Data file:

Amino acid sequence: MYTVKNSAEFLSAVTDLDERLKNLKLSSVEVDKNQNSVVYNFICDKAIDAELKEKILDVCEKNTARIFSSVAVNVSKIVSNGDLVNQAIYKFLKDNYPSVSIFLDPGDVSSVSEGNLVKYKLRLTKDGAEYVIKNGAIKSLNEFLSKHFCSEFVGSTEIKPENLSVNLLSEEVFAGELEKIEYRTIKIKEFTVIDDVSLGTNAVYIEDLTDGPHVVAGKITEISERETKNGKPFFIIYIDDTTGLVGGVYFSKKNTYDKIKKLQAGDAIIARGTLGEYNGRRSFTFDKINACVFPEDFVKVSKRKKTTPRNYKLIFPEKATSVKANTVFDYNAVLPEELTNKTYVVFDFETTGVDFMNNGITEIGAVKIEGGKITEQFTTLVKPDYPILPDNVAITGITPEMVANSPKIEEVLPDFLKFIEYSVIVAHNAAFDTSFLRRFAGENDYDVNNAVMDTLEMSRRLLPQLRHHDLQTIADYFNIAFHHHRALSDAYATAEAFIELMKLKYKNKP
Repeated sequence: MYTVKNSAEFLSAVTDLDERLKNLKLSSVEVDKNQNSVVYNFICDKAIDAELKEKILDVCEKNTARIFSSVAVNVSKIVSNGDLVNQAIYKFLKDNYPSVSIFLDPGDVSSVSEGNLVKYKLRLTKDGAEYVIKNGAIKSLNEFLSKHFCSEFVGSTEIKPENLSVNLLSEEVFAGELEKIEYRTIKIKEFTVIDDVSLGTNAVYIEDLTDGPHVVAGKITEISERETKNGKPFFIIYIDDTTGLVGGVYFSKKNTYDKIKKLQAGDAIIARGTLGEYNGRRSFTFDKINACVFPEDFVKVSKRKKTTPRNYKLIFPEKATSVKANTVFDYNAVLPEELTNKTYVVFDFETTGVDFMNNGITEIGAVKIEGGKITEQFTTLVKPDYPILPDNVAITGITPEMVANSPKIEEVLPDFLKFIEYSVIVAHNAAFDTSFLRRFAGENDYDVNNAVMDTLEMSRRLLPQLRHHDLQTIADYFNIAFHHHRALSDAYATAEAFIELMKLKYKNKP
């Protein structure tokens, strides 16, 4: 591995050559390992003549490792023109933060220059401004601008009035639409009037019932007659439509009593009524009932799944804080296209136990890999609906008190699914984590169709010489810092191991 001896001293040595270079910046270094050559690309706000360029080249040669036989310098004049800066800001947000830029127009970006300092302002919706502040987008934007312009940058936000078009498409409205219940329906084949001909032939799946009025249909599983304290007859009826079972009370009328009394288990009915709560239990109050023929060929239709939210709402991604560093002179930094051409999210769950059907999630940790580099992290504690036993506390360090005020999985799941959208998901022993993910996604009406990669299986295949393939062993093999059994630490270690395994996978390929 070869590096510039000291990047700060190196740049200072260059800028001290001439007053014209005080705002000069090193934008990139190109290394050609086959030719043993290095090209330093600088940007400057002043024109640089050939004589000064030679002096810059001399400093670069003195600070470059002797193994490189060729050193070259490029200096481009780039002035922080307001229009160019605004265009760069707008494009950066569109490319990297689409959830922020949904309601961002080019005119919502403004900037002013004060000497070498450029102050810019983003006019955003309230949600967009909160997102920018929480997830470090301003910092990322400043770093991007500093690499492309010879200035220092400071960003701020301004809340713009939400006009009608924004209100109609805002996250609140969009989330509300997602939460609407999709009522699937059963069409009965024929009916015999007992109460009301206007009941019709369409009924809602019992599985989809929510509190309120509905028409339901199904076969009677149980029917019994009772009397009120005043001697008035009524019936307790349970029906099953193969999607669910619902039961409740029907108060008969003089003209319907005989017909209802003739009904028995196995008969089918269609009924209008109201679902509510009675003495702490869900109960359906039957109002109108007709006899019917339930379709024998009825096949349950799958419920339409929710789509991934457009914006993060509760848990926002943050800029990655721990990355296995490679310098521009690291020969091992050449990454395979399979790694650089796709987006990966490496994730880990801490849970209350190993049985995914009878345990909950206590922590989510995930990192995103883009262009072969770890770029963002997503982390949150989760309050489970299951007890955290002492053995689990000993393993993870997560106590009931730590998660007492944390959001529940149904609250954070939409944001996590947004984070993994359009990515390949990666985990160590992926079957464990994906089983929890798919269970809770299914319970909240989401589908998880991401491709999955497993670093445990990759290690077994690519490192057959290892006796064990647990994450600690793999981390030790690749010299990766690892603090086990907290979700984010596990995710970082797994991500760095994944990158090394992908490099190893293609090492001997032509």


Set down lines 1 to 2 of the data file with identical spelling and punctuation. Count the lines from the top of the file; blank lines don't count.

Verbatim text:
Amino acid sequence: MYTVKNSAEFLSAVTDLDERLKNLKLSSVEVDKNQNSVVYNFICDKAIDAELKEKILDVCEKNTARIFSSVAVNVSKIVSNGDLVNQAIYKFLKDNYPSVSIFLDPGDVSSVSEGNLVKYKLRLTKDGAEYVIKNGAIKSLNEFLSKHFCSEFVGSTEIKPENLSVNLLSEEVFAGELEKIEYRTIKIKEFTVIDDVSLGTNAVYIEDLTDGPHVVAGKITEISERETKNGKPFFIIYIDDTTGLVGGVYFSKKNTYDKIKKLQAGDAIIARGTLGEYNGRRSFTFDKINACVFPEDFVKVSKRKKTTPRNYKLIFPEKATSVKANTVFDYNAVLPEELTNKTYVVFDFETTGVDFMNNGITEIGAVKIEGGKITEQFTTLVKPDYPILPDNVAITGITPEMVANSPKIEEVLPDFLKFIEYSVIVAHNAAFDTSFLRRFAGENDYDVNNAVMDTLEMSRRLLPQLRHHDLQTIADYFNIAFHHHRALSDAYATAEAFIELMKLKYKNKP
Repeated sequence: MYTVKNSAEFLSAVTDLDERLKNLKLSSVEVDKNQNSVVYNFICDKAIDAELKEKILDVCEKNTARIFSSVAVNVSKIVSNGDLVNQAIYKFLKDNYPSVSIFLDPGDVSSVSEGNLVKYKLRLTKDGAEYVIKNGAIKSLNEFLSKHFCSEFVGSTEIKPENLSVNLLSEEVFAGELEKIEYRTIKIKEFTVIDDVSLGTNAVYIEDLTDGPHVVAGKITEISERETKNGKPFFIIYIDDTTGLVGGVYFSKKNTYDKIKKLQAGDAIIARGTLGEYNGRRSFTFDKINACVFPEDFVKVSKRKKTTPRNYKLIFPEKATSVKANTVFDYNAVLPEELTNKTYVVFDFETTGVDFMNNGITEIGAVKIEGGKITEQFTTLVKPDYPILPDNVAITGITPEMVANSPKIEEVLPDFLKFIEYSVIVAHNAAFDTSFLRRFAGENDYDVNNAVMDTLEMSRRLLPQLRHHDLQTIADYFNIAFHHHRALSDAYATAEAFIELMKLKYKNKP